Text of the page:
Substance Use Disorders
What is a Substance Use Disorder?
This diagnosis was specifically designed to allow doctors to simultaneously address both addictive and non-addictive dysfunctional substance use in clients. This replaces the DSM-4, the diagnostic manual previously used by the APA, which treated addiction and clinically significant abuse as separate distinct issues. Under the DSM-5, there are eight (8) types of substance use disorders that doctors can diagnose. Caffeine is also listed as a substance-related disorder under DSM-5, however, it is not designated as a substance use disorder.
  • Alcohol
  • Cannabis (e.g. marijuana)
  • Hallucinogens (e.g. LSD, peyote)
  • Inhalants
  • Opioid (e.g., heroin)
  • Sedatives, hypnotics, or anxiolytics (e.g. Valium, Xanax)
  • Stimulants (cocaine, methamphetamine)
  • Tobacco
Most Common Substance Use Disorders in the United States

Alcohol Use Disorder (AUD) - Excessive alcohol use can increase a person’s risk of developing serious health problems in addition to those issues associated with intoxication behaviors and alcohol withdrawal symptoms. According to the Centers for Disease Control and Prevention (CDC), excessive alcohol use causes 88,000 deaths a year. The definitions for the different levels of drinking include the following:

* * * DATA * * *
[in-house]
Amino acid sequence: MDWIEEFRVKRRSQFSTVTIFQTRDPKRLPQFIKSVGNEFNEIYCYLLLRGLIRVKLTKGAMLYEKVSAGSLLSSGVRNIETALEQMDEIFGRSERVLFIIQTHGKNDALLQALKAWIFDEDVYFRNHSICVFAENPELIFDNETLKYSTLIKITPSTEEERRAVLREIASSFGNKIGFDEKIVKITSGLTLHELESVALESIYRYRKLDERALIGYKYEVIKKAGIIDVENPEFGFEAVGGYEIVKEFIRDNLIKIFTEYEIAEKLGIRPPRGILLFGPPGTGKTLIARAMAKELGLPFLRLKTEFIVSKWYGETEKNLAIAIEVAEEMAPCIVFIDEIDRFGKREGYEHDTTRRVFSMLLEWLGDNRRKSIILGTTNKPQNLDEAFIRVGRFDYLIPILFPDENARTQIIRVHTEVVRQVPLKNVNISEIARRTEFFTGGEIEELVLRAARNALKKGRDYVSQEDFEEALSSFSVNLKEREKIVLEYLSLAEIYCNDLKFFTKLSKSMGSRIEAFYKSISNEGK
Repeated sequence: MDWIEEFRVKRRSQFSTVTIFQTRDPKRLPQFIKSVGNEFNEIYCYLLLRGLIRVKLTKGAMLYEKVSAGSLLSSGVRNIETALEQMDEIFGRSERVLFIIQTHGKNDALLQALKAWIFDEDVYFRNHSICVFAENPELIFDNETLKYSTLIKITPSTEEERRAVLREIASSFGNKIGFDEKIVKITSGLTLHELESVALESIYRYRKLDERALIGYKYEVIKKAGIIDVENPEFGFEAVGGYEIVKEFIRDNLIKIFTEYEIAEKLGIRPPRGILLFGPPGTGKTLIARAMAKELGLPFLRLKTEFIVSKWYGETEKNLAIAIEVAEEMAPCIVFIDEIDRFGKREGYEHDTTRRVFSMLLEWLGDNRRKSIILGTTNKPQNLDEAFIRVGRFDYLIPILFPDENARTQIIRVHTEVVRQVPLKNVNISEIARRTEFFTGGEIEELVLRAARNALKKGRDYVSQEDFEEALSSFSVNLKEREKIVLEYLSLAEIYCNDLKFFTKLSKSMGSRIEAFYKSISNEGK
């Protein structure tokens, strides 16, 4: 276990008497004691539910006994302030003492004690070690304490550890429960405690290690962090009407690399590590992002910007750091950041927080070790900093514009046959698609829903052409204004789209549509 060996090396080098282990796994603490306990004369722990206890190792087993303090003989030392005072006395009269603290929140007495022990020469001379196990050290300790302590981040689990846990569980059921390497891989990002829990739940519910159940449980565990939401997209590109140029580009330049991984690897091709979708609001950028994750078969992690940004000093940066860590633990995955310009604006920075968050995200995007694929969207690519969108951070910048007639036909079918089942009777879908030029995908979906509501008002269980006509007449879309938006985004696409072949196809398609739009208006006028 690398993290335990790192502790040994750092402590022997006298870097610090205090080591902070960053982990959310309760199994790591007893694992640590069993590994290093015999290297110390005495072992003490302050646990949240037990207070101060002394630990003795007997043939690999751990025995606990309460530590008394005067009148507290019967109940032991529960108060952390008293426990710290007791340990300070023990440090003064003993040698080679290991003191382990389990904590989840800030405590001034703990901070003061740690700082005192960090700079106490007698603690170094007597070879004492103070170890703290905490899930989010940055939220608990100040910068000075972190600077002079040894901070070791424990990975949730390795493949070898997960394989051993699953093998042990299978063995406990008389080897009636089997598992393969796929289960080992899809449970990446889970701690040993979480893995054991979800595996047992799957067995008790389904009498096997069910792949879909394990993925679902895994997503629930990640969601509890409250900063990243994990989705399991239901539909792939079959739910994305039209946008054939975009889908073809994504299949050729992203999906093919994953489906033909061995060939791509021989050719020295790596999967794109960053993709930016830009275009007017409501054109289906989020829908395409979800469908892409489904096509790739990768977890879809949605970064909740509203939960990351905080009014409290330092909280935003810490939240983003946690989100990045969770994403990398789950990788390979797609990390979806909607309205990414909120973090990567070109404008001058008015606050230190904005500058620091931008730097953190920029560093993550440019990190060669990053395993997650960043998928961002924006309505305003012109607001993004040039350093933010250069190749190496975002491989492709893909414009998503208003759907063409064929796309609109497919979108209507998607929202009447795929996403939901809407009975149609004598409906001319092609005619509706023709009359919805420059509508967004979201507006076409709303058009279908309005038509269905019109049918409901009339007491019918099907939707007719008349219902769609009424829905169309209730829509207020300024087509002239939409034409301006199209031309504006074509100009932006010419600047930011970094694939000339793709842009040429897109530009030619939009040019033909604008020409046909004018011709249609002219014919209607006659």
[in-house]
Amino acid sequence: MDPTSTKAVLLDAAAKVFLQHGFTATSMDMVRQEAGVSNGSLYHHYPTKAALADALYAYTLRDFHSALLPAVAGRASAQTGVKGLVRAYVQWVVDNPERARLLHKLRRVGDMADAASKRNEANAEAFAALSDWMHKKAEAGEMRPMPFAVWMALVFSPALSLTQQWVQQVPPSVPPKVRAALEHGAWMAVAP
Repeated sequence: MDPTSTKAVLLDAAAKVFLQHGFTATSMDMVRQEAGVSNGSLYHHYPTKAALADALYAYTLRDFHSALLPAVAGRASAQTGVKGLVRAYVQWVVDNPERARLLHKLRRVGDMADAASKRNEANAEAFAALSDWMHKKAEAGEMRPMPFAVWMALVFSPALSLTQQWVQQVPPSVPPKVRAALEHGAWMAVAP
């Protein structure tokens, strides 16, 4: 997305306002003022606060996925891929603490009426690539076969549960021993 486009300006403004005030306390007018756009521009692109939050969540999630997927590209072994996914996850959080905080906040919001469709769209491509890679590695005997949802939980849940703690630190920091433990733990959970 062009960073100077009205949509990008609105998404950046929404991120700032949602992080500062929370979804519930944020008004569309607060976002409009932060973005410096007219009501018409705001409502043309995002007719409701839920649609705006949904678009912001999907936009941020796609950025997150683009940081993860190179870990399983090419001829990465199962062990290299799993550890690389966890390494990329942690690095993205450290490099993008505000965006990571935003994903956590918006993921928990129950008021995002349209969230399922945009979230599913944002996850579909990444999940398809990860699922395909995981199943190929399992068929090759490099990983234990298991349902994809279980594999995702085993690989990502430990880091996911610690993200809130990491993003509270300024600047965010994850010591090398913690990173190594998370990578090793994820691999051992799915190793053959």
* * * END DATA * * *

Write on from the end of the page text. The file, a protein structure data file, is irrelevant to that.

• Moderate Drinking—According to the Dietary Guidelines for Americans, moderate drinking is up to 1 drink per day for women and up to 2 drinks per day for men.
  • Binge Drinking—SAMHSA defines binge drinking as drinking 5 or more alcoholic drinks on the same occasion on at least 1 day in the past 30 days. The National Institute on Alcohol Abuse and Alcoholism (NIAAA) defines binge drinking as a pattern of drinking that produces blood alcohol concentrations (BAC) of greater than 0.08 g/dL. This usually occurs after 4 drinks for women and 5 drinks for men over a 2 hour period.
  • Heavy Drinking—SAMHSA defines heavy drinking as drinking 5 or more drinks on the same occasion on each of 5 or more days in the past 30 days.

Tobacco Use Disorders - According to the CDC, more than 480,000 deaths each year are caused by cigarette smoking. Tobacco use and smoking do damage to nearly every organ in the human body, often leading to lung cancer, respiratory disorders, heart disease, stroke, and other illnesses.

  • In 2014, an estimated 66.9 million Americans aged 12 or older were current users of a tobacco product (25.2%). Young adults aged 18 to 25 had the highest rate of current use of a tobacco product (35%), followed by adults aged 26 or older (25.8%), and by youths aged 12 to 17 (7%).